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- Financial Planning
Investing Money in Your Portfolio
Street Vendor Example
Think of a street vendor who sells a wide variety of unrelated products knowing that a buyer won’t be purchasing many because of the variety. If he is selling sunglasses, they are not going to be sold on a rainy day but umbrellas will sell. This is a great example of diversification and allocation
Diversification and Allocation
There are two principles to remember for diversification of you investment portfolio; one is to diversify your stocks, such as large-cap, small-cap, international, and so forth. The other principle is to allocate across the different asset classes like stocks, bonds and cash. Investing in only one category is dangerous over the long term.
Life in 1920s
Make you Best Investment
When you deciding on how to allocate your assets, you will certainly look at the recent returns each category offers. The thing to keep in mind is higher rewards require higher risks. You have to find the mix that is good for you, and as we get older it is wise to move into more conservative investments because if stocks take a drop quickly you have less time to recover your money. Many people lost much of their retirement investment in the 2008, drop in the stock market.
It is can also wise to have financial advisors that stay current on what is happening in companies to help you decide on which stocks to purchase. However, they charge fees and it can get expensive. If you have the time or knowledge to study the stock market it can be the best choice to go it alone. Everyone you know will give you financial advice, but that isn't the safe way to invest. You may be able to stay current with a little time allotted daily for investment research.
In asset allocation you must consider your time horizon which is the expected number or months, years or decades you will be investing to achieve your particular financial goal. An investor with a longer time horizon will be more comfortable taking a risk. Risk tolerance is your ability and willingness to lose some or all of your original investment in exchange for greater potential returns. Obviously if you are in your sixties for instance, the bulk of your investment should be in stable bonds.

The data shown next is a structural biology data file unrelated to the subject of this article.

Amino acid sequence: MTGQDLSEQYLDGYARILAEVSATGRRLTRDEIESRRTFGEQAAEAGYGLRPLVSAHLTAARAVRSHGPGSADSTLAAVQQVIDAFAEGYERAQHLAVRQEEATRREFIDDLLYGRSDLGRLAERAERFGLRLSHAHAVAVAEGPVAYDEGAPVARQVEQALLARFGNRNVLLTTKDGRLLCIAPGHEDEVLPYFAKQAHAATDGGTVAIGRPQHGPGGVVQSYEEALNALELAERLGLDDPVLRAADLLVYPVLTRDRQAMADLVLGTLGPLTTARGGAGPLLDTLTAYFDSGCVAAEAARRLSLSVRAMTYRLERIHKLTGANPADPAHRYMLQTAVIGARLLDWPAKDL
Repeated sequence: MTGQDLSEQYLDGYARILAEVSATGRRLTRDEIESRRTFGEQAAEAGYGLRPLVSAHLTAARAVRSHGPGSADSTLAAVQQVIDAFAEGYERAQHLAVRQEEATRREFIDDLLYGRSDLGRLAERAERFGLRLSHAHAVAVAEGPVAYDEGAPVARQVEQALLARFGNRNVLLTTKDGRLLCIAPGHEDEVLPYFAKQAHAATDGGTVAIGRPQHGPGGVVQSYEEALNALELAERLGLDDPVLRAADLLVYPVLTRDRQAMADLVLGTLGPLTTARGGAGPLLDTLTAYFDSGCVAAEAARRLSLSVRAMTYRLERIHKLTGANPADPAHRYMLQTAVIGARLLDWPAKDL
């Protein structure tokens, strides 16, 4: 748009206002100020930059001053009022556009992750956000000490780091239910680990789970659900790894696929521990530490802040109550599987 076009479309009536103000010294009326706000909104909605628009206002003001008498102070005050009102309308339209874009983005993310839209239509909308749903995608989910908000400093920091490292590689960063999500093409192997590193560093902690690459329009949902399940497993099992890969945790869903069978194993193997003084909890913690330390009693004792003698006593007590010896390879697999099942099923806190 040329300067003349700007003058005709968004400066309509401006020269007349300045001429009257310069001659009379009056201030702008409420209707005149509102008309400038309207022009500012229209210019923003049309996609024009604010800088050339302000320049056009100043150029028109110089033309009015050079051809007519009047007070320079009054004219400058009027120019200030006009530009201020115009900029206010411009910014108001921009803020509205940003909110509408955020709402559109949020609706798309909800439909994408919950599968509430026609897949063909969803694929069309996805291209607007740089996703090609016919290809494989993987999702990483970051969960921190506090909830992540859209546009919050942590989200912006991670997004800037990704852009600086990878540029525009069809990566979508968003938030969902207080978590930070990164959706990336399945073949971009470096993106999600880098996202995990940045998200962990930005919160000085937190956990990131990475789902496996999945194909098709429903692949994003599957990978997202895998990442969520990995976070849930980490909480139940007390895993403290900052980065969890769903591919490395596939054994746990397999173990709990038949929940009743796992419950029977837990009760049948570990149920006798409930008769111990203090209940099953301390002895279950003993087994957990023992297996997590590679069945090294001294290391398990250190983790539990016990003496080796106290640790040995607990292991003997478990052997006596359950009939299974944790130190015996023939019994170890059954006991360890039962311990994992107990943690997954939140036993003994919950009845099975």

There is always that lingering question of risk versus reward. No pain, no gain may fit for you, but for some, they do not want to risk the pain. The other asset allocation is cash and that means money market accounts, certificates of deposits, treasury bills or any type of bank or credit union cash that you could get with a moments notice. It is prudent to have some cash; some say at least enough to live six months if you lost your income, but certainly an amount that could handle emergency situations. You don’t necessarily want to have a huge amount of your portfolio in cash at the time since the interest rates are so low.
Bonds act as a counter weight to stocks as they rise when stocks fall, which will reduce the risk of losing much money in your portfolio. Bonds become more necessary for protection as we age. If you are young and perhaps want to invest in a promising biotech stock with great potential, then go for it. You may make a lot of money and if you don’t youth is on your side to recover. The following chart shows the average amount per age that is a safer diversification
Chart from I Will Teach ou to be Rich by Ramit Sethi
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Classifications of Stocks and Bonds
As for diversification, there are many types of stock and bonds and we really want to own a little of all of them as that is what being diversified means.
The stock choices are classified according to their value.
These are large companies with a market capitalization (market cap which is defined as outstanding shares times the stock price) over $5 billion.
Mid sized companies with a market cap between $1 billion and $5 billion.
Smaller companies with a market cap less than $1 billion.
Stocks from these companies in other countries sometimes can be bought directly but usually they are purchased through an international mutual fund.
Stock that seem bargain prices (cheaper than they should be)
The types of bonds include:
These are an ultra safe investment that is backed by the government. In exchange for their low risk they typically have a lower return.
These bonds are issued by corporation. They tend to be a bit riskier than government bonds but safer than stocks.
Bonds with terms of usually less than three years,
Thee bonds tend to mature in 20 or more years and therefore offer a higher yield.
These are also known a “minis” and are bonds offered by local governments.
Treasury Inflation-Protected Securities (TIPS) are ultra-safe investments that protect against inflation.
Another type of fund is the Index funds. Index funds are similar to mutual but these funds work by replace portfolio mangers with computers. The computers aren’t looking for the hottest stocks, but they methodically pick stocks in the same ratio that the NASDAQ index represents. Most index funds stay close to the market and they have lower fees as they have are no expensive staff to pay. There are numerous types of index funds available. Since they match the market, if the market goes down, then the index fund will also drop but over the long term they have consistently paid 8%.
How To Diversify Your Investments
This should give you an idea of the broad categories of stocks and bonds. Good investment strategies are essential to successful savings.
There are so many ways to invest and we just barely scratched the surface. Investing your money is a big decision. Mutual funds are very popular as they are also rated to let you know which are conservative and which ones have more risk. Diversification of your investment portfolio decreases risk and lets you rest easier at night.
© 2011 Pamela Oglesby